In the mid-2000s, Smith says Macy’s had him on the C-level executive track and assigned him a speaking coach to refine his handling of public speeches and media. The coach also showed Smith photos of other Macy’s bigwigs, spotlighting their uniform hairstyles and accouterments — think full-body tailoring à la Patrick Bateman in American Psycho.
“She said, ‘Well, look at you,’” Smith recalls. “‘You’re wearing a skinny suit, pointy shoes, a hot pink shirt.’” C-levelers at Macy’s didn’t dress like that.
“I figured I’d maxed out there,” Smith says.
He worked for Victoria’s Secret for a year and a half in the merchandising department, taught at the Fashion Institute of Technology, and later worked for a childrenswear company. But he found something closer to a calling in his volunteer work with the Hetrick-Martin Institute, an outreach and advocacy group for LGBTQ youth. He served as a fund-raiser, event planner and eventually chair of the board of directors.
“I was able to go back and help young people be themselves,” he says of his time with the group. “They’re honest and courageous in a way that I wasn’t.” Supporting those young people, Smith says, “was a way to, without really being aware of it, address the kid that I was — and wasn’t — and give them a space to be authentic.”
About that time, Smith sought a more altruistic path. He had sessions with an energy healer and a psychic. Both told Smith he’d experienced great pain in his life, and had much more to achieve.
Then, in 2016, he went to Burning Man.
In the Black Rock Desert of Nevada, “Nobody knew who I was, how much money I made, what my title was, none of that shit,” Smith says. “People just like you for you. It opened up my mind a bit. It put me to another place in my life.”
Burning Man has a reputation for inspiring people to hastily quit their jobs. Even though Smith had been warned about such an impulse, he did just that, and then backpacked alone through Guatemala and Peru in early 2017.
“I thought there would be such value in his being removed from the experiences he was having,” recalls his husband, Grozier. “So I tried to keep the interface to a minimum.”
While on the journey, Smith booked a weeklong retreat in the Peruvian jungle, taking part in an ayahuasca ceremony. (Ayahuasca is a plant-based brew that, when ingested, has psychoactive effects. It’s been used in spiritual ceremonies for thousands of years.) “I don’t know if it’s real or if it’s just your subconscious releasing itself and telling you what want you want to know, but you get answers,” Smith says of his experience. “I guess whenever you want advice, you go to the person who you know will give you the answer you want, right?”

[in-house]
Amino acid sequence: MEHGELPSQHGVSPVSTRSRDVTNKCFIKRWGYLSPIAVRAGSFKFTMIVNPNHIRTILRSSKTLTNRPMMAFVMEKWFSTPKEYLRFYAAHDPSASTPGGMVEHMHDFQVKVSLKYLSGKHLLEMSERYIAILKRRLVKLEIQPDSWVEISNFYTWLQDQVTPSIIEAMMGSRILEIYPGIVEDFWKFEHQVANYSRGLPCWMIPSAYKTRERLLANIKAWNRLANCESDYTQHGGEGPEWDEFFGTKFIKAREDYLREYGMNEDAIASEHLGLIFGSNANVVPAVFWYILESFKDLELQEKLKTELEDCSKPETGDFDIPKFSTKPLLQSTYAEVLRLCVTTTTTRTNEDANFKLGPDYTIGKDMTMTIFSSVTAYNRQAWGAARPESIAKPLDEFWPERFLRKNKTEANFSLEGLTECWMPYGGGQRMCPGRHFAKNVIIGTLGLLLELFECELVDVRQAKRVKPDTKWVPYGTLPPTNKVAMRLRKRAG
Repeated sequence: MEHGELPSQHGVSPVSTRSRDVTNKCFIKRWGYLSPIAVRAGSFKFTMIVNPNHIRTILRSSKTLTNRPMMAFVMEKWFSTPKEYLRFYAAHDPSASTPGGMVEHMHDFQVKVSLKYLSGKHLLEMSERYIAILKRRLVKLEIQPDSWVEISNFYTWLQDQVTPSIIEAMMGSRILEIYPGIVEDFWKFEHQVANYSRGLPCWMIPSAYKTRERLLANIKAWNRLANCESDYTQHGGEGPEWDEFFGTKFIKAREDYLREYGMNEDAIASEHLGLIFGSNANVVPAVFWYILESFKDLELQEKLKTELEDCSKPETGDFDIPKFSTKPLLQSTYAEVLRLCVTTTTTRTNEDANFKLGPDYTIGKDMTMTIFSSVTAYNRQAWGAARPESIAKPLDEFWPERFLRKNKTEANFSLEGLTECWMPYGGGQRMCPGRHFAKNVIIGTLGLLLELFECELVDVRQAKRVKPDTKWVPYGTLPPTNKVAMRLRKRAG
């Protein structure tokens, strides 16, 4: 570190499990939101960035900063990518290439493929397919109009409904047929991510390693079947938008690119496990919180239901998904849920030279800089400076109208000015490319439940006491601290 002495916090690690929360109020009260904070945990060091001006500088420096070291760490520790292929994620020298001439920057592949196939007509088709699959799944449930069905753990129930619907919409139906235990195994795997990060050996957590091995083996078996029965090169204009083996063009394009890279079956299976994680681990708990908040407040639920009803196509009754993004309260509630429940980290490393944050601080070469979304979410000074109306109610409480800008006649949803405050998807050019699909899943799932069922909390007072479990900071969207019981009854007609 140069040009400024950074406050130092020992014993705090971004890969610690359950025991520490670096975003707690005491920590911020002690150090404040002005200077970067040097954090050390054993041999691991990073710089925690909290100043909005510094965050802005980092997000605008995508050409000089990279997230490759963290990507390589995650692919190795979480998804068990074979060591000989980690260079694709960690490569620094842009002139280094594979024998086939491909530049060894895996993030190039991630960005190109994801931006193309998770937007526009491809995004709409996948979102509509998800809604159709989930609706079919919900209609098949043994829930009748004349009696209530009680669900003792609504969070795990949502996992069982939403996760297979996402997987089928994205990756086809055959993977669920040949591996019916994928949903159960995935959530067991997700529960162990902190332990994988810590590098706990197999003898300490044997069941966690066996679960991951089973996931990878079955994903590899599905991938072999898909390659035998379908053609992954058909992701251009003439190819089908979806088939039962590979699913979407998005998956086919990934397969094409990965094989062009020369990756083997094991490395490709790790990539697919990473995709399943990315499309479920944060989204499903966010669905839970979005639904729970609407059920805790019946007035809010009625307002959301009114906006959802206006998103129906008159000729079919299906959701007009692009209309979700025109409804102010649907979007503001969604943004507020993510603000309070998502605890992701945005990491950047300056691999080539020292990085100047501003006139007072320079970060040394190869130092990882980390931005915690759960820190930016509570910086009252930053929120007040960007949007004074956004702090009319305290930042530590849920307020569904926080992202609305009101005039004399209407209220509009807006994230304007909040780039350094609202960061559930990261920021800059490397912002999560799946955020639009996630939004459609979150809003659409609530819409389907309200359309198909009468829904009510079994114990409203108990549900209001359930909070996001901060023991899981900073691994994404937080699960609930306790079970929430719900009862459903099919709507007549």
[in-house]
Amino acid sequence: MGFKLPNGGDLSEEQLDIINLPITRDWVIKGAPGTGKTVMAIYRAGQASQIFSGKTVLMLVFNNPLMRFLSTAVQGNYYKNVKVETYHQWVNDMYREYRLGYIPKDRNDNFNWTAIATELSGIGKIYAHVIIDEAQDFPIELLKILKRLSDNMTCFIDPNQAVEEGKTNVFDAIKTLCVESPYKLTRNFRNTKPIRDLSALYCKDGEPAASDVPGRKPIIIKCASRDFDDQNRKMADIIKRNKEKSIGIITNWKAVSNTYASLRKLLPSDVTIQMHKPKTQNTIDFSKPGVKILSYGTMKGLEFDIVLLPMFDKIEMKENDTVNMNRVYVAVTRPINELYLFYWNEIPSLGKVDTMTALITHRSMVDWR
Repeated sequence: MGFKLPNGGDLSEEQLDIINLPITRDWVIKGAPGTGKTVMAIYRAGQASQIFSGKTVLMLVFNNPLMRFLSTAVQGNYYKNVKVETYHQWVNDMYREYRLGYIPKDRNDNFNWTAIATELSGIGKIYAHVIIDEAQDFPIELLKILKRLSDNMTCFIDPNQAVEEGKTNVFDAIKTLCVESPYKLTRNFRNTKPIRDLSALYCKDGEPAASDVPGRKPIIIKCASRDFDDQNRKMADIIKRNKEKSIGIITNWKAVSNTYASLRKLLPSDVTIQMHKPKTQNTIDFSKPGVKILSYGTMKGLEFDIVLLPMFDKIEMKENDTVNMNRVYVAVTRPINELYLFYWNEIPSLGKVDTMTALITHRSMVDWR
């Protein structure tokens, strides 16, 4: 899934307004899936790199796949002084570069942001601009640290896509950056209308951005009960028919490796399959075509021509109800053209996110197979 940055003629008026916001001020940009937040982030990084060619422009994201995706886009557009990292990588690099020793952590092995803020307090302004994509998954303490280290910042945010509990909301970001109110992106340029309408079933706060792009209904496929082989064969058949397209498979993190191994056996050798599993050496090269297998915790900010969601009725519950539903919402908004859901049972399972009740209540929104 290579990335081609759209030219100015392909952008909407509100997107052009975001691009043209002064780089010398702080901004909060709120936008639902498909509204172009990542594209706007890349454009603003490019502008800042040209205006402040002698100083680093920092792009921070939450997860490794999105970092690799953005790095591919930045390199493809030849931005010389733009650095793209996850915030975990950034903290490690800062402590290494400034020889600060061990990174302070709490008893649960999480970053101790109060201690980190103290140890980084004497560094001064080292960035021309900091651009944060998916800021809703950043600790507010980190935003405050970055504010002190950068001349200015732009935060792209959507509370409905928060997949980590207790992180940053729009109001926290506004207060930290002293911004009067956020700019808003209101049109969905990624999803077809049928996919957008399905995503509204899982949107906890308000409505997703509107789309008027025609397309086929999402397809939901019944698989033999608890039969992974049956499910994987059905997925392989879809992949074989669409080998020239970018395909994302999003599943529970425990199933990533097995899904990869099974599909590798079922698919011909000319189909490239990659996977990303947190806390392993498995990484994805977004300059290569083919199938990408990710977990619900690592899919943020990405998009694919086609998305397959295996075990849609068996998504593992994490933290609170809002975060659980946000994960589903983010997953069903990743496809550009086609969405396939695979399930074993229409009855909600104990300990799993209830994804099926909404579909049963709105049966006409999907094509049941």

During his ayahuasca trip, he says, “This big feminine power came in, and I said, ‘Hey, I’m Rob,’ and she was like, ‘I know who you are.’”
Smith surrendered to the spirit. As he traveled deeper into his mind and reexperienced childhood events, he could understand the words of the shaman, even though he was speaking in Shipibo the entire time. “He passed along all this knowledge,” Smith says, about “how to not make people like me, but just be me.”
He left Peru thinking, “Fuck, I’ve gotta adapt my life.”
Just prior to returning home, he wrote in his travel journal: “Consider opening a nonbinary, gender-free shopping space.” In quote marks he also jotted down “Phluid.” On his mind was the work he’d done with young people at the Hetrick-Martin Institute, and his conversations with Jacob Tobia, the nonbinary activist.
Back in New York, he began scouting locations for his venture, settling on the 3,000-square-foot space at Broadway and Great Jones Street. He hired Kristina Keenan, a gay woman, as director of design, as well as a team of mostly queer and gender-nonconforming people through referrals from acquaintances. He attended myriad trade shows, convincing brand manufacturers to sell to his store before it even had a name. Eventually, Smith went with “The Phluid Project.”
“Phluid” is a nod to “gender fluidity,” with the spelling twist referencing “the power of hydrogen” — a measurement of the hydrogen ion concentration in the body, the balance of which is said to be essential to good health.
At the store, there’s a coffee and kombucha bar, as well as conference rooms downstairs, all of which are in place to spur connections and conversations. Smith also hosts the Tuesday Talks series — Q & A sessions that once recently featured Desmond Napoles, the 10-year-old drag performer who goes by “Desmond Is Amazing.” With his parents looking on from the audience, Desmond dished out fashion tips while scoffing at the broad misconception that drag queens are typically transgender. He also reminded the crowd he’s still just a fifth-grader, declaring, “I’m against homework.”
“I love the store because anyone is allowed in here,” Napoles says. “I think that Rob has created something no one in the world would think of. So I would call him a genius.”